Saturday, March 17, 2007

Passive-Aggressive Control-Freak Slacker Advisor

Advising grad students is probably the most difficult part of being a professor at a research university. I enjoy it immensely, most of the time, but it is impossible to get the right balance of giving 'just enough' advice and assistance but not too much or too little. Too much = controlling; too little = uncaring, disengaged. And every student is different in terms of their abilities (intellectual, self-motivation etc.) and preference for amount of advisor input. It is a stressful relationship at times. It is very easy to accuse even the most caring advisor of not giving enough information/structure/advice, or being too critical, or of expecting too much.

My advisor was totally disengaged from what his students were doing. He had a sink-or-swim attitude, and many students sank. I thought that all I would have to do to be a better advisor to my own students was to be tuned in, accessible, and encouraging, and to provide them with sufficient financial support to do their research. Wrong.

My approach is to be as accessible as possible, as consistent and fair as possible, and as calm as possible. Or, I should say, that is my goal. My success varies depending on the situation. Some situations are difficult for everyone: students with depression, disabling physical illness, substance abuse problems, family/personal crises, in addition to all the academic problems that can arise even without these issues. There doesn't seem to be a how-to manual for things like "How To Advise a Heroin Addict". I could write one, but it would be short, as the answer ended up being "You can't".

A student once said to me "My therapist says you are passive-aggressive towards me." This student had previously told me that he had been diagnosed with an 'anxiety disorder', and I was glad that he was getting help, but not sure I wanted to know what his therapist thought of me (and what information that was based on). I asked my student to give examples so we could talk about it, but he didn't want to give me any examples. I thought that was rather passive-aggressive of him.. (and no, this student did not finish his degree).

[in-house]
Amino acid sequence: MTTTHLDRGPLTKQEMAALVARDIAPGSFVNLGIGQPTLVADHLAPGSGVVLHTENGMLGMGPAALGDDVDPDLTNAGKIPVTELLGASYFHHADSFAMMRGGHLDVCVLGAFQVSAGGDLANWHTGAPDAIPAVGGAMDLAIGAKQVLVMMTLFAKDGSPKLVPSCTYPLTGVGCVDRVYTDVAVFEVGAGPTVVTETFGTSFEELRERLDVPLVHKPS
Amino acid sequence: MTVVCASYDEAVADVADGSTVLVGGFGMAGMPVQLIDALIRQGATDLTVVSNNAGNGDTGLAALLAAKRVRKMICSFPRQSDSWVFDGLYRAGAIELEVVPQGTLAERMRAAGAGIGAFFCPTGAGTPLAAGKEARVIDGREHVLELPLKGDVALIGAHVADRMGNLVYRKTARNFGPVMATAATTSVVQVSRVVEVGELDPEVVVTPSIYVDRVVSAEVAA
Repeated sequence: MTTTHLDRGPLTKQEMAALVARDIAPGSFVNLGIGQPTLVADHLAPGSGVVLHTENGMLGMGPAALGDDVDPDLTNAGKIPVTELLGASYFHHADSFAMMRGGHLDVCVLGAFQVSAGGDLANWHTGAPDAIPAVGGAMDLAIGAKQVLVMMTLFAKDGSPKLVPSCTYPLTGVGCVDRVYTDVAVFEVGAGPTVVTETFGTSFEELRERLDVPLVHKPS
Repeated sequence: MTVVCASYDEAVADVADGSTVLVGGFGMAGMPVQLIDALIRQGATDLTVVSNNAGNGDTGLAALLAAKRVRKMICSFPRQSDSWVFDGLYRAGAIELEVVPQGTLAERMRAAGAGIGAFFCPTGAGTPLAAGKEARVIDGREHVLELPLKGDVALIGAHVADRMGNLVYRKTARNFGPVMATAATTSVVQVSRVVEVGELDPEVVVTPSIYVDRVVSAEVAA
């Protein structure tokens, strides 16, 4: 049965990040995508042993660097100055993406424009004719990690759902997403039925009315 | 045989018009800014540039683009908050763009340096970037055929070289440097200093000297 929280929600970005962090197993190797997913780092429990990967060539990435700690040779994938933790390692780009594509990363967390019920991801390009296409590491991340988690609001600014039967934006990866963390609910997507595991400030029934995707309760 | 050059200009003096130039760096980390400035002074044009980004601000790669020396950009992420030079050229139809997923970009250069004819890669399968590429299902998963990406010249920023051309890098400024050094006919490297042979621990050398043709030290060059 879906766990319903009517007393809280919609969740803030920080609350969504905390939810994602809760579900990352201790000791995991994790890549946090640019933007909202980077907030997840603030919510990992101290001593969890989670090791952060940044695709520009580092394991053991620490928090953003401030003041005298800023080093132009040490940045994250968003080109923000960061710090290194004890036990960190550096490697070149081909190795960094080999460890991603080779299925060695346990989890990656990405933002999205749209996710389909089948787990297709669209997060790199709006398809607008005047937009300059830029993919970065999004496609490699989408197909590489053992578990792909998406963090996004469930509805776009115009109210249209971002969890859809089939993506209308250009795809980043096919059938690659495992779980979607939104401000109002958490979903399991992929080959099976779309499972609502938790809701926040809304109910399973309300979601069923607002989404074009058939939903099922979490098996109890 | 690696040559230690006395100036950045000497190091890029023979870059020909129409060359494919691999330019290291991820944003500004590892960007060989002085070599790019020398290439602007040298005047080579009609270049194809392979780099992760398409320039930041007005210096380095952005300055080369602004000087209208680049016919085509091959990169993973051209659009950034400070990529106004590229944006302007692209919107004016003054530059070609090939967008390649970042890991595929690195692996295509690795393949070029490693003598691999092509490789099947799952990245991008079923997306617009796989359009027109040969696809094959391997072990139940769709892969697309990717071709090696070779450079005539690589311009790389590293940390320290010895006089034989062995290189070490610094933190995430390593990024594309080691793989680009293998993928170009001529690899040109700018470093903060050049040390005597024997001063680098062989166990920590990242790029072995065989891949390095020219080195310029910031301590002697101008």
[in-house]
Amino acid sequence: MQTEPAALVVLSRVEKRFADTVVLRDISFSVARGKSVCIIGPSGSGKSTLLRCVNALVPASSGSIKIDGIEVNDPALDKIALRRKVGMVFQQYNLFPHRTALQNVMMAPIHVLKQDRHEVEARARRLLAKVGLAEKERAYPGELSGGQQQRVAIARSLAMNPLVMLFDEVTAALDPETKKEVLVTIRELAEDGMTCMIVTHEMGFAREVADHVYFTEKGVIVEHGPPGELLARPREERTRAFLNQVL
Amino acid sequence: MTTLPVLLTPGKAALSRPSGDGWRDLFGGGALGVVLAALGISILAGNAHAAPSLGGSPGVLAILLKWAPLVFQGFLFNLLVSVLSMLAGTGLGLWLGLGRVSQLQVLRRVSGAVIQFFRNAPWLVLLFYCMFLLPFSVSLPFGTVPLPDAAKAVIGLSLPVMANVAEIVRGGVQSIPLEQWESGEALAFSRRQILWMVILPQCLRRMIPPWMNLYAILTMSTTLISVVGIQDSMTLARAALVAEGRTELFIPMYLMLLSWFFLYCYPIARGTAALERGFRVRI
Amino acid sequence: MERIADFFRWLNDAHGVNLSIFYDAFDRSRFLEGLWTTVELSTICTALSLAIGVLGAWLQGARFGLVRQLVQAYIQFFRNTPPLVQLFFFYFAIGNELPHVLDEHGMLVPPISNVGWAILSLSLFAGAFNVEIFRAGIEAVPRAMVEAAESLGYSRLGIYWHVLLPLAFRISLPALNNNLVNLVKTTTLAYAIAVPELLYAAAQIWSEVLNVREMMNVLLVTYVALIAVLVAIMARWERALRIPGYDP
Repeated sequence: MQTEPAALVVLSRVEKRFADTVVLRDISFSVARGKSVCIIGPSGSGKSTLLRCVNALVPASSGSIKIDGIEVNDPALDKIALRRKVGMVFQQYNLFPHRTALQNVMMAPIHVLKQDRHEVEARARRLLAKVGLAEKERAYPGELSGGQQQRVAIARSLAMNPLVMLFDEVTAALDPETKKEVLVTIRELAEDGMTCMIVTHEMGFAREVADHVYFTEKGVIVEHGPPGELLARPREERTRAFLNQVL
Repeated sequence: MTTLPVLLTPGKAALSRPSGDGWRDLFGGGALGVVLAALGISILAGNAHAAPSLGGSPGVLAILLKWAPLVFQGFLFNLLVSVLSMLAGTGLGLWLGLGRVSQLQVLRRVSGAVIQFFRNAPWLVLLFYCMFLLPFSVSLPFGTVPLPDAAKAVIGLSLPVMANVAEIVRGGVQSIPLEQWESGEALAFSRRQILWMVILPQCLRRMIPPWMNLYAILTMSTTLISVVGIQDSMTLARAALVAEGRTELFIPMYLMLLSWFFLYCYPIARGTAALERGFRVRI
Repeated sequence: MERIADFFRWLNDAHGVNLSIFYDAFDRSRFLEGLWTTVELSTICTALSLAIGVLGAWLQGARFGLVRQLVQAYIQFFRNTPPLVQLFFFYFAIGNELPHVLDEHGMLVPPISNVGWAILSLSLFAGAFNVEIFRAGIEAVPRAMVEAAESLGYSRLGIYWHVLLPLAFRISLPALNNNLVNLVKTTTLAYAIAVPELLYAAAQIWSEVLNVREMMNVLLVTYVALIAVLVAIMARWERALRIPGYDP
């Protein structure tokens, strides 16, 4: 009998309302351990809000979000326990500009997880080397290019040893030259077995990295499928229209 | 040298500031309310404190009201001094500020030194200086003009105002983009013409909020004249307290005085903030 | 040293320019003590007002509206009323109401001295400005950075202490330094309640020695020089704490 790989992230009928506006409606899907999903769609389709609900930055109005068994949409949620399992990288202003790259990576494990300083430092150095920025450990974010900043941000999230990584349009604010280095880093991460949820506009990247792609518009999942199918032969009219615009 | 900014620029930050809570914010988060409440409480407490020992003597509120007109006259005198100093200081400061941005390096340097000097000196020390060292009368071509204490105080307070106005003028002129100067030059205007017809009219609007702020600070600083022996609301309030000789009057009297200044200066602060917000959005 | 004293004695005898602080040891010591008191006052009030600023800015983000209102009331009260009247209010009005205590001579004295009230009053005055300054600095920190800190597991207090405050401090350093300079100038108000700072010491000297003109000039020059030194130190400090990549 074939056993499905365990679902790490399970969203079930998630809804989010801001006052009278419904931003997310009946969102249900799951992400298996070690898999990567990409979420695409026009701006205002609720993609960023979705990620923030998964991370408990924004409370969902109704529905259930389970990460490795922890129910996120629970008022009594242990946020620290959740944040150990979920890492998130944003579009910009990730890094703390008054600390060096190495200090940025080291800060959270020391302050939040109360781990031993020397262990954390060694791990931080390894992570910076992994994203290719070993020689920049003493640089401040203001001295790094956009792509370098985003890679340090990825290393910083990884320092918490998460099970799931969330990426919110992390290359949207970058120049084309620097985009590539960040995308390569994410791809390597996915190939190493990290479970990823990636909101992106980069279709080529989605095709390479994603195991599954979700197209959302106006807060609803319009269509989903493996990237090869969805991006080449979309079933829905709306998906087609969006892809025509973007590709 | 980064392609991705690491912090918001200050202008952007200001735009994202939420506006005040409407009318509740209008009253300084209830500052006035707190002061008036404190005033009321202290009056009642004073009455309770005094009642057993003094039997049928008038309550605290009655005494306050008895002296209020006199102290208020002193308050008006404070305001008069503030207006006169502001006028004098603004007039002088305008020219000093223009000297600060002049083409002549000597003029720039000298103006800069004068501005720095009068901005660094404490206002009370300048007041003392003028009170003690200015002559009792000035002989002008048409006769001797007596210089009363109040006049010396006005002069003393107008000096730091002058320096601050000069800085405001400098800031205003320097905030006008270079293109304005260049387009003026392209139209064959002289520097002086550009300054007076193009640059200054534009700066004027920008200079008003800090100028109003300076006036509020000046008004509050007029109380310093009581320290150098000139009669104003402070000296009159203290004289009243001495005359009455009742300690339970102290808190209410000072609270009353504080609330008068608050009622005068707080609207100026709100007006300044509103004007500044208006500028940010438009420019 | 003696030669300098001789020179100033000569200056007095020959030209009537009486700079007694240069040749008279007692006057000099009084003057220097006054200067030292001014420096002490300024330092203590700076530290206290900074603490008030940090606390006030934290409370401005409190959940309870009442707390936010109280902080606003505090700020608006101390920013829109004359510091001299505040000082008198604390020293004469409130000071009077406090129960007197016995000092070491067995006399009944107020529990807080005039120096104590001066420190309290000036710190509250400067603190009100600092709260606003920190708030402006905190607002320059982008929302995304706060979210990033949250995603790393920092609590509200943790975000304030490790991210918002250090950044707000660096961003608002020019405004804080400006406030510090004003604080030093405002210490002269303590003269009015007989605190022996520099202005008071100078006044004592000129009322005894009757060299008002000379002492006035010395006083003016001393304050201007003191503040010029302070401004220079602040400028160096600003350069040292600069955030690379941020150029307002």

Passive-aggressive is a rather easy (and unfair) label to give to any advisor. For example, I think many of us hold back on criticism at particular times, but are more open with it at others, depending on the context of the situation, but thereby giving the impression that one is 'secretly' critical at some times, only to attack at others.

Fortunately or unfortunately, grad-advisor relationships have years to develop and evolve, and, in most cases, over time we can figure out a way to work well together.


Anonymous said...

There are days when I wish I was a trained therapist...

I have bawling students who have come to see that they are not great researchers and are on the verge of a nervous breakdown, have relationship problems, sudden pregnancies, HIV infections, etc. etc. I send them off to find their own therapists and doctors, I pretty much get everyone through.

But sometimes it really scares me, like the time a woman asked if she could delay her thesis to have her baby - I said yes, of course, and she sighed in relief: I would have hated to have to abort this child.

But I am open up front: For an undergraduate degree, I am pushing - I want to see them every week with something written & questions for a short time, I will use my red pen on everything, ripping up misspellings and inconsistancies as I encounter them, asking painful questions as I go. It is a kick in the seat of the pants, every week.

All say that they want this. The good ones soon get a longer leash - every other week is fine. Cancelling appointments leads to me not giving out appointments any more. Not showing up with anything prepared leads to me getting loud and throwing them out of my office. That tends to avoid repeats.

I find spelling this out up front makes my position very clear.

Grad students and the odd excellent undergrad come for bull sessions - I *love* these, as we kick around interesting questions in our field. These are the times I live for, this is one of the reasons I'm doing this.